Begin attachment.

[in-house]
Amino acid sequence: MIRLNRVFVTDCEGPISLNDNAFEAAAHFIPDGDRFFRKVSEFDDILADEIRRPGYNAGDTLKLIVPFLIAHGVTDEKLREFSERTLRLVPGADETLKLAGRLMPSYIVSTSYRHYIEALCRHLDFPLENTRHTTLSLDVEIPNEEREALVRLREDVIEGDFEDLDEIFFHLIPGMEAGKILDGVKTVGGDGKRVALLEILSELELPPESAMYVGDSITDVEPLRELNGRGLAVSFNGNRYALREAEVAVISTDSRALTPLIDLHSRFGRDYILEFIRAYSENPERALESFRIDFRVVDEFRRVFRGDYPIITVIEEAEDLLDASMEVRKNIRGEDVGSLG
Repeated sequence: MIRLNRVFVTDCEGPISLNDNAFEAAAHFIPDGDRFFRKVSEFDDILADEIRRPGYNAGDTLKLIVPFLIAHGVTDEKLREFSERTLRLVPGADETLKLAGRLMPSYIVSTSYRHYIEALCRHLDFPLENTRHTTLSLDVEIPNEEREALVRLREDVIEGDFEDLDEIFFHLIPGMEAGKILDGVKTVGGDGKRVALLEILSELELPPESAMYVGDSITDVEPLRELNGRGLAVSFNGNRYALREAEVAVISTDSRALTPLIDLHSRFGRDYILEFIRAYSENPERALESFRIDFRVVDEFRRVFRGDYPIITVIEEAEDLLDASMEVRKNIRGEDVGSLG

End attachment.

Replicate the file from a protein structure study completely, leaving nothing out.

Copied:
[in-house]
Amino acid sequence: MIRLNRVFVTDCEGPISLNDNAFEAAAHFIPDGDRFFRKVSEFDDILADEIRRPGYNAGDTLKLIVPFLIAHGVTDEKLREFSERTLRLVPGADETLKLAGRLMPSYIVSTSYRHYIEALCRHLDFPLENTRHTTLSLDVEIPNEEREALVRLREDVIEGDFEDLDEIFFHLIPGMEAGKILDGVKTVGGDGKRVALLEILSELELPPESAMYVGDSITDVEPLRELNGRGLAVSFNGNRYALREAEVAVISTDSRALTPLIDLHSRFGRDYILEFIRAYSENPERALESFRIDFRVVDEFRRVFRGDYPIITVIEEAEDLLDASMEVRKNIRGEDVGSLG
Repeated sequence: MIRLNRVFVTDCEGPISLNDNAFEAAAHFIPDGDRFFRKVSEFDDILADEIRRPGYNAGDTLKLIVPFLIAHGVTDEKLREFSERTLRLVPGADETLKLAGRLMPSYIVSTSYRHYIEALCRHLDFPLENTRHTTLSLDVEIPNEEREALVRLREDVIEGDFEDLDEIFFHLIPGMEAGKILDGVKTVGGDGKRVALLEILSELELPPESAMYVGDSITDVEPLRELNGRGLAVSFNGNRYALREAEVAVISTDSRALTPLIDLHSRFGRDYILEFIRAYSENPERALESFRIDFRVVDEFRRVFRGDYPIITVIEEAEDLLDASMEVRKNIRGEDVGSLG